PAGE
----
Instead of winding tightly with a cranking motion, try gently coiling. For this method, hold one hand with the palm up, to use as a tray, and put one loose end of the cable under your thumb. With the other hand, scoop the dangling cable, lifting it up and over the tray hand and dropping it under the tray thumb to form a loop. Repeat, repeat, repeat, trying to make each loop the same size.

The key here is dropping the cable. After each new loop is trayed, the scooping hand lets go before the next scoop. Because you're not holding the cable, wrist rotation is not transferred to it. Overall, instead of a circular cranking motion, the scoop hand moves more like an orchestra conductor, gently waving back and forth, up and down.

When finishing up, do not tie up the cable coil using its own loose end, again because you'll tend to impart a twist to it. Seal your tidy coil with a nice Velcro strip or a separate wire twist tie.

There is also an alternate alternate method. Like the coiling method, use one hand as a tray, but instead of scoop/drop, scoop/drop, move the gathering hand back and forth over the tray, imparting a U-turn to the cable every time you reverse direction.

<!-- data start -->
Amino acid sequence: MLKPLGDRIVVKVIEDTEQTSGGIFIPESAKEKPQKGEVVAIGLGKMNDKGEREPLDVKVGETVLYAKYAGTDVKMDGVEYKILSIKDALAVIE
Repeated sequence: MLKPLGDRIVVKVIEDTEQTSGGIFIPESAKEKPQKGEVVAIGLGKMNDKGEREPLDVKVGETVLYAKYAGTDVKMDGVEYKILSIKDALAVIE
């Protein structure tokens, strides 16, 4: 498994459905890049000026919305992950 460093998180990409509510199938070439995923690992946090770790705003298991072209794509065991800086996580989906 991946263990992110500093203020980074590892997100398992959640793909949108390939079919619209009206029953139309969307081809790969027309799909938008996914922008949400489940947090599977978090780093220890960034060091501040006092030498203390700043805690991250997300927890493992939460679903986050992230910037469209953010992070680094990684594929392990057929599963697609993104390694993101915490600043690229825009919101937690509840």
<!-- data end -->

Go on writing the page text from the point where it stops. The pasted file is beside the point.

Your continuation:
The cable takes on a "ZZZ" shape overall, like an accordion or snake in motion. Tie it off in the middle to make a bow tie shape. This method has the advantage of being pretty fast, but the cable bow may be somewhat unwieldly. Also, you should be careful not to pack it up in any way which might crease the folds.

No more kinky cables, no more cranky users.

How to save as a PDF on patron PCs

Do patrons ever come to you and say that they want to save something as a PDF, but they don't know how?  Well, let me tell you about a couple of ways that they can do this.  If they have a webpage or web-based email that they want to save as a PDF you can have them use the Chrome browser.  Once you have the item up in a Chrome browser press Ctrl+P to open the Print dialog.  Then click the "Change..." button found to the right of "Destination".  Then under the "Local Destinations" section choose the "Save as PDF" option. Then back in the Print dialog click the "Save" button.